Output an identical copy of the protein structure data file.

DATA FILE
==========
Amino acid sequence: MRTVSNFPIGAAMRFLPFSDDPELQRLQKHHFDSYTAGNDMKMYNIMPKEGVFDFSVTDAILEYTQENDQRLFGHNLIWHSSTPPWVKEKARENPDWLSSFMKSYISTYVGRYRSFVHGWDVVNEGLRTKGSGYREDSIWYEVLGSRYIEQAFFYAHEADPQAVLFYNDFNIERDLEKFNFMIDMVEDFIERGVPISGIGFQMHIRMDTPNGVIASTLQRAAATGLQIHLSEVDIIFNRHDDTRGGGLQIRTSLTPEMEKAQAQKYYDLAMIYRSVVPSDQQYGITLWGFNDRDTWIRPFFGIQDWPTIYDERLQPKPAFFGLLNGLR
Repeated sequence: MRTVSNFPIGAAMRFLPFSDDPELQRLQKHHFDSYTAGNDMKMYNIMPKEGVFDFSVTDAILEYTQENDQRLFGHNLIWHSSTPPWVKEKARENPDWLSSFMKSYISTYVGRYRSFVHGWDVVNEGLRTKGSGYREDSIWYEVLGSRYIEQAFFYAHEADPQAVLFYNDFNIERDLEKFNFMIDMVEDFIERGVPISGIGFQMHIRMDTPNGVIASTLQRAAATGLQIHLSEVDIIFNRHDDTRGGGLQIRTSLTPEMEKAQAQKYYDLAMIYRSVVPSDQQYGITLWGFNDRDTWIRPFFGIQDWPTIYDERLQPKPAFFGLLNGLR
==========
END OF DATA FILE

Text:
Amino acid sequence: MRTVSNFPIGAAMRFLPFSDDPELQRLQKHHFDSYTAGNDMKMYNIMPKEGVFDFSVTDAILEYTQENDQRLFGHNLIWHSSTPPWVKEKARENPDWLSSFMKSYISTYVGRYRSFVHGWDVVNEGLRTKGSGYREDSIWYEVLGSRYIEQAFFYAHEADPQAVLFYNDFNIERDLEKFNFMIDMVEDFIERGVPISGIGFQMHIRMDTPNGVIASTLQRAAATGLQIHLSEVDIIFNRHDDTRGGGLQIRTSLTPEMEKAQAQKYYDLAMIYRSVVPSDQQYGITLWGFNDRDTWIRPFFGIQDWPTIYDERLQPKPAFFGLLNGLR
Repeated sequence: MRTVSNFPIGAAMRFLPFSDDPELQRLQKHHFDSYTAGNDMKMYNIMPKEGVFDFSVTDAILEYTQENDQRLFGHNLIWHSSTPPWVKEKARENPDWLSSFMKSYISTYVGRYRSFVHGWDVVNEGLRTKGSGYREDSIWYEVLGSRYIEQAFFYAHEADPQAVLFYNDFNIERDLEKFNFMIDMVEDFIERGVPISGIGFQMHIRMDTPNGVIASTLQRAAATGLQIHLSEVDIIFNRHDDTRGGGLQIRTSLTPEMEKAQAQKYYDLAMIYRSVVPSDQQYGITLWGFNDRDTWIRPFFGIQDWPTIYDERLQPKPAFFGLLNGLR